One in eight (12%) minors in juvenile detention facilities were sexually assaulted in 2008-2009 (p. 3, Table 1). Of 3,220 assaults, 2,730 incidents (84%) were committed by a member of the facility’s staff (p. 3, Table 1). Perhaps even worse is the fact that the Department of Justice says that “violent sexual assault in juvenile facilities was relatively rare and facility staff, for the most part, did not victimize juvenile offenders” (Report on Sexual Victimization in Juvenile Detention Facilities, p. iii). Amanda Hess, who blogs about ‘sex and gender, in work, in bed and on the street’, wrote about how upsetting this is earlier this week.
Taking youth out of their support networks, isolating them from everything they know and surrounding them with other people who have gotten into the prison system isn’t really a great recipe for rehabilitation. Add sexual victimization on top of that, and its no wonder that one-time involvement in the prison system often leads to repeat offenses. Prisoners aren’t coming out ready to reintegrate into society.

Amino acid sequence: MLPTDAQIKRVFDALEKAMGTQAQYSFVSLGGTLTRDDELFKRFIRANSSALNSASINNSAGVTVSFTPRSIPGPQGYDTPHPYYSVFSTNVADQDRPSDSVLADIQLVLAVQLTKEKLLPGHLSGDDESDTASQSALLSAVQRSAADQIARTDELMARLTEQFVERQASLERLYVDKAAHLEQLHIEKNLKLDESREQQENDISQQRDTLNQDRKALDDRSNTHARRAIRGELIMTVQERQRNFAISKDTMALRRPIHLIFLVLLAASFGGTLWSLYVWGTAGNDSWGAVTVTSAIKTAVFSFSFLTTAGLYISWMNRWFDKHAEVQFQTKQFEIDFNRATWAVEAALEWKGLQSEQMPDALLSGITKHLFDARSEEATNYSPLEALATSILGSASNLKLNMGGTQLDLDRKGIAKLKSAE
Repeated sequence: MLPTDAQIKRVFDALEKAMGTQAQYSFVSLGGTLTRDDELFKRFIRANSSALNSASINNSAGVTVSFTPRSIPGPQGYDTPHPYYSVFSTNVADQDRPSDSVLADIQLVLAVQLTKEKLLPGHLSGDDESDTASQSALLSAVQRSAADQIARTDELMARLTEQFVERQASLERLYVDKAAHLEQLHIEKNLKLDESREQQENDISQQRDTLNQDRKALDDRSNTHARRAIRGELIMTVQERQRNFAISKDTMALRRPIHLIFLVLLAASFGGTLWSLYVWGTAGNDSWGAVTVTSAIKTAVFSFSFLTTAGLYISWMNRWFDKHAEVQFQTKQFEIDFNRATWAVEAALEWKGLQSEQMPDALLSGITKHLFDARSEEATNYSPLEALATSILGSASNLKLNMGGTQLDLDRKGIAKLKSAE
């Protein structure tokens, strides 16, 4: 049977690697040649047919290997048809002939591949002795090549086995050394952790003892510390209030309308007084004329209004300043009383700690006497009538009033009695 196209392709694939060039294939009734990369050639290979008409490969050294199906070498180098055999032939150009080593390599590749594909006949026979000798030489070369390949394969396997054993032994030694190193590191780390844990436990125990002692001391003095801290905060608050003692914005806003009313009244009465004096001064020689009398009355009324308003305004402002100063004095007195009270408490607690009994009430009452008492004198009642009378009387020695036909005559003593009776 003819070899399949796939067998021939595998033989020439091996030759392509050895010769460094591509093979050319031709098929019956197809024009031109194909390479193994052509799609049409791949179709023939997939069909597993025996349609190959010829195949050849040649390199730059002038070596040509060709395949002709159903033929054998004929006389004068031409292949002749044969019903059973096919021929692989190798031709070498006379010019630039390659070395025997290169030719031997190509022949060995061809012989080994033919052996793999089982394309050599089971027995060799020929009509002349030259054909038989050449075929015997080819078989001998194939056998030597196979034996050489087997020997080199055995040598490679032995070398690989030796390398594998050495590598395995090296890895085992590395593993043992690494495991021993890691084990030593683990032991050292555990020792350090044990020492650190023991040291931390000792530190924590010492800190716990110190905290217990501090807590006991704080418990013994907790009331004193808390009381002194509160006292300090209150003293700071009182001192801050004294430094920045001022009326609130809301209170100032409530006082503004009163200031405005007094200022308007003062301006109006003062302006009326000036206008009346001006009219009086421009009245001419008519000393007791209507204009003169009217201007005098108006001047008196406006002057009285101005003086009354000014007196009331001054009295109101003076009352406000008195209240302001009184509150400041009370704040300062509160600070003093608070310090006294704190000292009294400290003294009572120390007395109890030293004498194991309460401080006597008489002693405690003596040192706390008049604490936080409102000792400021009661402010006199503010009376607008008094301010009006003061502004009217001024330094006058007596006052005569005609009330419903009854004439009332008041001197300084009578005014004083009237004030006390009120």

There are better ways to do it, Norway being the example of choice. The guiding principle of their system is that treating prisoners well makes it easier for them to reintegrate into society afterwards. Makes sense to me. Check out the relatively new Halden Prison to get a glimpse.
Sadly, Canada is much closer to the US than Norway. Prisons are not great places – sexual assault is only one of the many atrocious things that go on behind bars without too many people raising the alarm. Injection drug use, and transmission of HIV, TB and hepatitis are just some of the other things that happen. We aren’t doing anyone any favours by maintaining this status quo.